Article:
The structure of the poem has been manipulated to emphasise Duffy's key points. We have the use of a form of dialogue as the narrator is speaking to her lover however he does not reply showing a one sided viewpoint of their relationship. This is used to express the perspective of the narrator and invites the reader in to question the idea of their relationship and the fact that she presents her lover with an onion which would be considered as a ridiculous gift to give somebody that you love. Duffy presents the ridiculous idea of the onion in the poem as she says “I give you an onion.” This is immediately presented as a strange idea as an onion is usually seen as a repellent and a very un-romantic object so the fact that she is giving this to her lover could connotate a negative, unloving relationship between the narrator and her lover. On the other hand, it could show that the relationship between the narrator and her lover is not seen as the stereotypical ‘type’ of love as she uses the unromantic gift of an onion to convey her love and to show that the onion consists of several layers which could connotate the type of relationship the narrator and her lover has and that their relationship is unique.
Let me count the ways.” (Line 1 Sonnet 43) The use of first person, authenticates that both poems are written for a personal response, this however cannot be seen in ‘Romeo and Juliet’ apart from when the characters speak. The use of alliteration in ‘Sonnet 43’, confirms that the poem was written for Browning’s lover. The repetition of “I love thee...” Shows it’s a personal poem for her true love. However, ‘Valentine’ could be interpreted as an open poem to allow the readers to understand the experiences Duffy has faced. The use of “...we are, for as long as we are.” (Line 16 and 17) Shows that Duffy is inviting her readers into the poem to help reflect upon how she feels.
There is repetition and near repetition that empathises the constancy of love when Shakespeare says “Which alters when it alteration finds”. When Shakespeare says “Love’s not Time’s fool” this is implying that love is not affected by time even though your physical features are all destroyed by time “though rosy lips and cheeks”. In comparison ‘The Manhunt’ also the subject of true love, particularly in married relationships like ‘Sonnet 116’ does, and both poems have the same vision of what true love should be like. However, it seems that ‘The Manhunt’ is directed at a married couple whereas ‘Sonnet 116’ seems to be more general, so ‘The Manhunt’ is much more personal the ‘Sonnet 116’. Additionally, in ‘sonnet 116’ there is a regular rhyme scheme in ‘The Manhunt’ it is written in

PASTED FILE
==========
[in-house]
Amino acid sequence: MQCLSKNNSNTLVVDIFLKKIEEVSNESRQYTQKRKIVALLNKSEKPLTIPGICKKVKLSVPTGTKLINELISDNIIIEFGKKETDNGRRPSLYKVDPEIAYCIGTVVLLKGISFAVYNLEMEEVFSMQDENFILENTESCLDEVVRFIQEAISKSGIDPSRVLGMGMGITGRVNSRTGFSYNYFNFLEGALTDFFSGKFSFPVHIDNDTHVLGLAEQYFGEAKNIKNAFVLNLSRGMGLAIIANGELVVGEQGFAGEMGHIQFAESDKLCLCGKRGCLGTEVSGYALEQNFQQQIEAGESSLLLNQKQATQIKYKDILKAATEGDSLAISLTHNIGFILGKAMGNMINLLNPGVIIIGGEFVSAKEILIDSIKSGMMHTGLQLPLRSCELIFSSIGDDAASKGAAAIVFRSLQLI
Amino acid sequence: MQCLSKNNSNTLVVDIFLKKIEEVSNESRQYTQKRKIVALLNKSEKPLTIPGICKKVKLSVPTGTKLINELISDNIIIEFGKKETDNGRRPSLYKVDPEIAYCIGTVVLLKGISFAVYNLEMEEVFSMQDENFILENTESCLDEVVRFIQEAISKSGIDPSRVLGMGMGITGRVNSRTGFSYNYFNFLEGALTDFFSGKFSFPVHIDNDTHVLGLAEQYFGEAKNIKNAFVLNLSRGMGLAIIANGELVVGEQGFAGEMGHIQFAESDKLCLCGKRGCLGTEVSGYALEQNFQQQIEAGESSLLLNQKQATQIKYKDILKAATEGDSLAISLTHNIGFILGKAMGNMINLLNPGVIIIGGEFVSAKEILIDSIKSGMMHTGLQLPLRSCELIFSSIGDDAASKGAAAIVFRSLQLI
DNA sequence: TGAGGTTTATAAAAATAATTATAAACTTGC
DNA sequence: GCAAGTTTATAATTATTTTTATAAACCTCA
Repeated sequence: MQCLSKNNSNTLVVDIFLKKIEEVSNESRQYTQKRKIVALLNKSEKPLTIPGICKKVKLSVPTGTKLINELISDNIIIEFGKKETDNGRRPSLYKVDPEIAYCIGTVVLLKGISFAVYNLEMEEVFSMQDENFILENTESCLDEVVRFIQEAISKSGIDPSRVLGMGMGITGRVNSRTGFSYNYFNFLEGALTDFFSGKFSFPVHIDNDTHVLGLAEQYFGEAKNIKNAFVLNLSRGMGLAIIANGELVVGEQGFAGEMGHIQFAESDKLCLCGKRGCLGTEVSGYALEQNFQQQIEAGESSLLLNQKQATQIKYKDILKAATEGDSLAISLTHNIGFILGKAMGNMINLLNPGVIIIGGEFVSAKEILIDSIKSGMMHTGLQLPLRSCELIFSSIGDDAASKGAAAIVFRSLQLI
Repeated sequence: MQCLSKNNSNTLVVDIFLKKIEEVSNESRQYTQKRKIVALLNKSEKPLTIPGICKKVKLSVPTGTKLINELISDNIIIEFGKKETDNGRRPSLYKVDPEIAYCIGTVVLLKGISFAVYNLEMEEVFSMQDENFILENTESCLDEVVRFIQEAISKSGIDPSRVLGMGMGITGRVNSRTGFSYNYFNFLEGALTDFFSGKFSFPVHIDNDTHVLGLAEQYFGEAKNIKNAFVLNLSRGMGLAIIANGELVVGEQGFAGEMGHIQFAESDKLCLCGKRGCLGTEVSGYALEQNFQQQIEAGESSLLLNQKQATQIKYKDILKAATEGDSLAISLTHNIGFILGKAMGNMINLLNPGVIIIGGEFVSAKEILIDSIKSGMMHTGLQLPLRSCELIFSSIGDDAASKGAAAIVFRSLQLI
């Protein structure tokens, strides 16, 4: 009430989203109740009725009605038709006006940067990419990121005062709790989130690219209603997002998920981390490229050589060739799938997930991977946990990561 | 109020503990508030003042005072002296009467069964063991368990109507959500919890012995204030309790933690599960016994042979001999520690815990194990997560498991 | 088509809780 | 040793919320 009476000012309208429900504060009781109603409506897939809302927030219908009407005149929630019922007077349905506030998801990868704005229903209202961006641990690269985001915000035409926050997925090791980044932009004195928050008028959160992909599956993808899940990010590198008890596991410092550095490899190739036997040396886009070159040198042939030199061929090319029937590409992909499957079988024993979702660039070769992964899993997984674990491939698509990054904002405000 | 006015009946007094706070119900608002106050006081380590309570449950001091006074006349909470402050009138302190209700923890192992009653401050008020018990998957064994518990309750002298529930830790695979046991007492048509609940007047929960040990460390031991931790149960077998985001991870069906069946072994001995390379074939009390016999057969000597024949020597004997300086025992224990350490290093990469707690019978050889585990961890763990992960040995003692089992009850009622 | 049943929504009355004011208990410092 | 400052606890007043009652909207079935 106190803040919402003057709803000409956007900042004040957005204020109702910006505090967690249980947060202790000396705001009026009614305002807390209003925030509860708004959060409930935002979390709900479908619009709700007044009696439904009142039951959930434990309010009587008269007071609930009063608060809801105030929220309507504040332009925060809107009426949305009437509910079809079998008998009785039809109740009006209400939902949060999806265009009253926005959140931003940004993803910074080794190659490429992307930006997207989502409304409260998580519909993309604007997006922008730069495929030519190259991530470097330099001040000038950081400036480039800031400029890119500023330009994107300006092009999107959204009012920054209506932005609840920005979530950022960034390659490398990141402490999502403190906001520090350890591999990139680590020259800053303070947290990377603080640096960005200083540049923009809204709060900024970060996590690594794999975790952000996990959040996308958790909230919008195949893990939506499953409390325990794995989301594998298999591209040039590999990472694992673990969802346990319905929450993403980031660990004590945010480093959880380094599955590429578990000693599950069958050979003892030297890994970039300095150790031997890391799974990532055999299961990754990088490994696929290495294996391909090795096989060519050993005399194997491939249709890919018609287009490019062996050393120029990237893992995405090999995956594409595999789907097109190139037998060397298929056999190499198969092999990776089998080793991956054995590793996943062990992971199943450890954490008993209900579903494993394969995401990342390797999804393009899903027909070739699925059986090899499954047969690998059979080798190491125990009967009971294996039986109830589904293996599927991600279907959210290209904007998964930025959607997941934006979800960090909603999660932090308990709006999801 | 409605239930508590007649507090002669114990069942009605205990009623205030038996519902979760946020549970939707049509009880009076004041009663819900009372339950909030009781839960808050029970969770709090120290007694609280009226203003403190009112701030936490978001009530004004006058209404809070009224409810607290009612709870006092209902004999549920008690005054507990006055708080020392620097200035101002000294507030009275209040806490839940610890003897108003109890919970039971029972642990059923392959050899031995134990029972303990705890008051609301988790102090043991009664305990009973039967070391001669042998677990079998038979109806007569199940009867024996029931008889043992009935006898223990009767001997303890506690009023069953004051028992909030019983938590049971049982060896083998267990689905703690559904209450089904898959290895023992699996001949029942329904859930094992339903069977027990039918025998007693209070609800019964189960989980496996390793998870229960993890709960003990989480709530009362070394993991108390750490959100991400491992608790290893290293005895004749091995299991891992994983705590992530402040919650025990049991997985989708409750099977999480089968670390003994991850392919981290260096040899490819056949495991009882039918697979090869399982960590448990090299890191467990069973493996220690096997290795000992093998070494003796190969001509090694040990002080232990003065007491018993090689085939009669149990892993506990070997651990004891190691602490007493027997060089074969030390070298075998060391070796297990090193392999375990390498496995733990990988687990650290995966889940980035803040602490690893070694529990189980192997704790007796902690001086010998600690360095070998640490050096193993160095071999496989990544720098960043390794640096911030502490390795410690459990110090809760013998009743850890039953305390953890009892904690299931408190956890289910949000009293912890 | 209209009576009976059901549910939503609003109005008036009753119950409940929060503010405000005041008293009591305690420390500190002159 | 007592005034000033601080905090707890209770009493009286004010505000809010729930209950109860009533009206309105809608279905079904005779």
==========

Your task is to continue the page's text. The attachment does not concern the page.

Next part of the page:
William Shakespeare establishes Benedick’s character by using diction and imagery to show his changed viewpoint on marriage. Benedick is strongly opinionated and rarely ever let’s his guard down when it comes to feelings or love. After he overhears that Beatrice is in love with him, he ponders what to do. The characterization is established through diction, “And wise, but for loving me; by my troth it is not addition to her wit, nor no great argument of her folly, for I will be horribly in love with her!” (II.3.235-237). He is saying that is might not be wise for loving him, but he swears it won’t be stupid for he is going to be “horribly” in love with her.